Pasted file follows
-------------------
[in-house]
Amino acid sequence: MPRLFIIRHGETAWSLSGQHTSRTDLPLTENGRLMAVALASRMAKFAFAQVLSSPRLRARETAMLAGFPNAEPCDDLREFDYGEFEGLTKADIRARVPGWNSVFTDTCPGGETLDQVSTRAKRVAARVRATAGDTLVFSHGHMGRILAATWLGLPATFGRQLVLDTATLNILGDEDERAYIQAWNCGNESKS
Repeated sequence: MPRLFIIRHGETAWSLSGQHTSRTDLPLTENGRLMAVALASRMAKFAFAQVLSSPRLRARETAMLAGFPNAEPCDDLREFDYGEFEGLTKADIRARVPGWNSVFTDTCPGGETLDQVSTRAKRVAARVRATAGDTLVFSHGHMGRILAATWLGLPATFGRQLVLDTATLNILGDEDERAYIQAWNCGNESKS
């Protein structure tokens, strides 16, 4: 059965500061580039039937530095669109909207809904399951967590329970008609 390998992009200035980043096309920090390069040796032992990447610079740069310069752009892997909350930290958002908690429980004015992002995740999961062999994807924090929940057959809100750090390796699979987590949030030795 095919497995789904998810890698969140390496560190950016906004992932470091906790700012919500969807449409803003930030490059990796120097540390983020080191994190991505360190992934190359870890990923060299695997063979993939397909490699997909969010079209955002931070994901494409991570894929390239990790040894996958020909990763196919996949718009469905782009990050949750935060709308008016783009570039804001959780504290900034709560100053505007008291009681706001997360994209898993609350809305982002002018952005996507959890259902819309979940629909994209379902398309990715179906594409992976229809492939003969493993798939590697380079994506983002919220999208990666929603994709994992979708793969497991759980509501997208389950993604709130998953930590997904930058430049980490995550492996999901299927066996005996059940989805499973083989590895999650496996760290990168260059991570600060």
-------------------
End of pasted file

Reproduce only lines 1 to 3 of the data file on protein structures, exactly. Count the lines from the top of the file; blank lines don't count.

[in-house]
Amino acid sequence: MPRLFIIRHGETAWSLSGQHTSRTDLPLTENGRLMAVALASRMAKFAFAQVLSSPRLRARETAMLAGFPNAEPCDDLREFDYGEFEGLTKADIRARVPGWNSVFTDTCPGGETLDQVSTRAKRVAARVRATAGDTLVFSHGHMGRILAATWLGLPATFGRQLVLDTATLNILGDEDERAYIQAWNCGNESKS
Repeated sequence: MPRLFIIRHGETAWSLSGQHTSRTDLPLTENGRLMAVALASRMAKFAFAQVLSSPRLRARETAMLAGFPNAEPCDDLREFDYGEFEGLTKADIRARVPGWNSVFTDTCPGGETLDQVSTRAKRVAARVRATAGDTLVFSHGHMGRILAATWLGLPATFGRQLVLDTATLNILGDEDERAYIQAWNCGNESKS